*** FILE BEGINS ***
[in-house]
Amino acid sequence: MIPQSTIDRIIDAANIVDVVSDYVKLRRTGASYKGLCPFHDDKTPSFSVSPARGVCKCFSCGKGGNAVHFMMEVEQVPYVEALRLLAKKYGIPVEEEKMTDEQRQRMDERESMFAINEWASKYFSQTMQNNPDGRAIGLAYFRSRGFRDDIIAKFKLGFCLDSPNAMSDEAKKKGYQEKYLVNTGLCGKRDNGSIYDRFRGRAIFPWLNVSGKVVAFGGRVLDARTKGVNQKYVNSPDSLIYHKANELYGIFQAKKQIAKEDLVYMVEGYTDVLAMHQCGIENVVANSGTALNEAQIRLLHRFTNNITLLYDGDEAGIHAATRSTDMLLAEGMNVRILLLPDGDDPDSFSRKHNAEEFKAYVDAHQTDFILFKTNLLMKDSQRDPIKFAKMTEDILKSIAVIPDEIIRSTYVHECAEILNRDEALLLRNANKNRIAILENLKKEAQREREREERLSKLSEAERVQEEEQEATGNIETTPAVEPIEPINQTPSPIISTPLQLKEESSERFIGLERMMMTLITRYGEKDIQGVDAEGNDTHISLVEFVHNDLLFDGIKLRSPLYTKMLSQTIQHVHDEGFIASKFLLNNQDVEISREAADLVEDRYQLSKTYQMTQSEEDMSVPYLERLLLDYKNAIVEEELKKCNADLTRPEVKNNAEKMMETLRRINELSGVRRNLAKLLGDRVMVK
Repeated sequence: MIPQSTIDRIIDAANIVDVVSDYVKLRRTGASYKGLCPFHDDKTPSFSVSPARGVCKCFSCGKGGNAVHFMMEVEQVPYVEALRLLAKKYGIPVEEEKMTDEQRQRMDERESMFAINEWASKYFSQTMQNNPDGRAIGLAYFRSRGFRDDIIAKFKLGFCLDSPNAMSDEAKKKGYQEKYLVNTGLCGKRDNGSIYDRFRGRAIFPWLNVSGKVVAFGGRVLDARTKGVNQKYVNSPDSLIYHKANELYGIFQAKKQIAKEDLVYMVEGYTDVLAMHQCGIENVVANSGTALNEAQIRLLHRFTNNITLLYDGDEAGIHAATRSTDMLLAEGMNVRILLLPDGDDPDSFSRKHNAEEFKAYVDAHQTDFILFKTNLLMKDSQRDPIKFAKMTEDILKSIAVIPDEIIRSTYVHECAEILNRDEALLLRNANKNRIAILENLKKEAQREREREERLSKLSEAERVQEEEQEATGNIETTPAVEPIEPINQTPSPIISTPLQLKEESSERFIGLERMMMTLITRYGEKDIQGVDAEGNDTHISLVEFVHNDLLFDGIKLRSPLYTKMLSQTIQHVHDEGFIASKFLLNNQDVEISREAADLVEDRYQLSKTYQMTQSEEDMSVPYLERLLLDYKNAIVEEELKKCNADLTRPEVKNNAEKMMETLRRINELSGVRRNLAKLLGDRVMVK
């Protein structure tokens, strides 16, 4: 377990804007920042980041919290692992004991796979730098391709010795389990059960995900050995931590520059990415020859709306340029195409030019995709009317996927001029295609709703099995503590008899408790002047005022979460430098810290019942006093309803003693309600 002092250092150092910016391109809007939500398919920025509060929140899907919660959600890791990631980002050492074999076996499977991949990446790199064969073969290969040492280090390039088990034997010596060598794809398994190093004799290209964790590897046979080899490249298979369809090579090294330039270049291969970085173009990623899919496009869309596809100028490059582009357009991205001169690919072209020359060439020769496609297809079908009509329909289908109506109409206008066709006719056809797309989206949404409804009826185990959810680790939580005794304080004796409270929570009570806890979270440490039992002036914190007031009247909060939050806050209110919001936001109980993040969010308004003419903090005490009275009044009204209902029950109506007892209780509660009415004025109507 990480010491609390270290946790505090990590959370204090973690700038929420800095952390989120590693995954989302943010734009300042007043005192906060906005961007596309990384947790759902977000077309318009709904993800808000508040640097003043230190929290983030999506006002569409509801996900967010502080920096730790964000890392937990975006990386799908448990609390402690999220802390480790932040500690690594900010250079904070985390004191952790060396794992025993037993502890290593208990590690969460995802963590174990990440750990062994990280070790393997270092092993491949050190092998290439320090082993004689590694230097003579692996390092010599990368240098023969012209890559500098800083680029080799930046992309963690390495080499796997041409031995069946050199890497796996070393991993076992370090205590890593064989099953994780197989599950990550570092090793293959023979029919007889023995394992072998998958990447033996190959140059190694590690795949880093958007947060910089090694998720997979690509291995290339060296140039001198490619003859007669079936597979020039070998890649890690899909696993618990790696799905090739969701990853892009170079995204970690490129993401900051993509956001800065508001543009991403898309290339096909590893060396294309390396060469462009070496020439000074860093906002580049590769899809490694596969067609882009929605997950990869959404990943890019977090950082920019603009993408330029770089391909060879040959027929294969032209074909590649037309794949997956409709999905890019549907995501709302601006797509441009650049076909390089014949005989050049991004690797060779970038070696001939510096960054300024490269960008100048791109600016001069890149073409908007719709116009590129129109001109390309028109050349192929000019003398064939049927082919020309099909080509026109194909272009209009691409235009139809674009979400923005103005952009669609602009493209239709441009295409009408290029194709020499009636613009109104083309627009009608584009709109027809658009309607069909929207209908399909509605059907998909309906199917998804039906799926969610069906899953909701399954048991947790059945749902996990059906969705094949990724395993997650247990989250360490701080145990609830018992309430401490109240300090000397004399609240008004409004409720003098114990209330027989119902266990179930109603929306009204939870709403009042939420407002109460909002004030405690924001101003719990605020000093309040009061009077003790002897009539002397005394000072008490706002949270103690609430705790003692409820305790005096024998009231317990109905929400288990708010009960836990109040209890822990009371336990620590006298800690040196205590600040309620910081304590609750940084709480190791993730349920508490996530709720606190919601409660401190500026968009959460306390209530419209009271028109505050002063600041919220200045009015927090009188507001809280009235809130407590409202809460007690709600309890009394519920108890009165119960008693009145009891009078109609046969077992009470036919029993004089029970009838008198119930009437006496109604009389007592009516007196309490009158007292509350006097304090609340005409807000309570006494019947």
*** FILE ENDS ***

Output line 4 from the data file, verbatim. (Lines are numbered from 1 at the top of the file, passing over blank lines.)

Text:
């Protein structure tokens, strides 16, 4: 377990804007920042980041919290692992004991796979730098391709010795389990059960995900050995931590520059990415020859709306340029195409030019995709009317996927001029295609709703099995503590008899408790002047005022979460430098810290019942006093309803003693309600 002092250092150092910016391109809007939500398919920025509060929140899907919660959600890791990631980002050492074999076996499977991949990446790199064969073969290969040492280090390039088990034997010596060598794809398994190093004799290209964790590897046979080899490249298979369809090579090294330039270049291969970085173009990623899919496009869309596809100028490059582009357009991205001169690919072209020359060439020769496609297809079908009509329909289908109506109409206008066709006719056809797309989206949404409804009826185990959810680790939580005794304080004796409270929570009570806890979270440490039992002036914190007031009247909060939050806050209110919001936001109980993040969010308004003419903090005490009275009044009204209902029950109506007892209780509660009415004025109507 990480010491609390270290946790505090990590959370204090973690700038929420800095952390989120590693995954989302943010734009300042007043005192906060906005961007596309990384947790759902977000077309318009709904993800808000508040640097003043230190929290983030999506006002569409509801996900967010502080920096730790964000890392937990975006990386799908448990609390402690999220802390480790932040500690690594900010250079904070985390004191952790060396794992025993037993502890290593208990590690969460995802963590174990990440750990062994990280070790393997270092092993491949050190092998290439320090082993004689590694230097003579692996390092010599990368240098023969012209890559500098800083680029080799930046992309963690390495080499796997041409031995069946050199890497796996070393991993076992370090205590890593064989099953994780197989599950990550570092090793293959023979029919007889023995394992072998998958990447033996190959140059190694590690795949880093958007947060910089090694998720997979690509291995290339060296140039001198490619003859007669079936597979020039070998890649890690899909696993618990790696799905090739969701990853892009170079995204970690490129993401900051993509956001800065508001543009991403898309290339096909590893060396294309390396060469462009070496020439000074860093906002580049590769899809490694596969067609882009929605997950990869959404990943890019977090950082920019603009993408330029770089391909060879040959027929294969032209074909590649037309794949997956409709999905890019549907995501709302601006797509441009650049076909390089014949005989050049991004690797060779970038070696001939510096960054300024490269960008100048791109600016001069890149073409908007719709116009590129129109001109390309028109050349192929000019003398064939049927082919020309099909080509026109194909272009209009691409235009139809674009979400923005103005952009669609602009493209239709441009295409009408290029194709020499009636613009109104083309627009009608584009709109027809658009309607069909929207209908399909509605059907998909309906199917998804039906799926969610069906899953909701399954048991947790059945749902996990059906969705094949990724395993997650247990989250360490701080145990609830018992309430401490109240300090000397004399609240008004409004409720003098114990209330027989119902266990179930109603929306009204939870709403009042939420407002109460909002004030405690924001101003719990605020000093309040009061009077003790002897009539002397005394000072008490706002949270103690609430705790003692409820305790005096024998009231317990109905929400288990708010009960836990109040209890822990009371336990620590006298800690040196205590600040309620910081304590609750940084709480190791993730349920508490996530709720606190919601409660401190500026968009959460306390209530419209009271028109505050002063600041919220200045009015927090009188507001809280009235809130407590409202809460007690709600309890009394519920108890009165119960008693009145009891009078109609046969077992009470036919029993004089029970009838008198119930009437006496109604009389007592009516007196309490009158007292509350006097304090609340005409807000309570006494019947």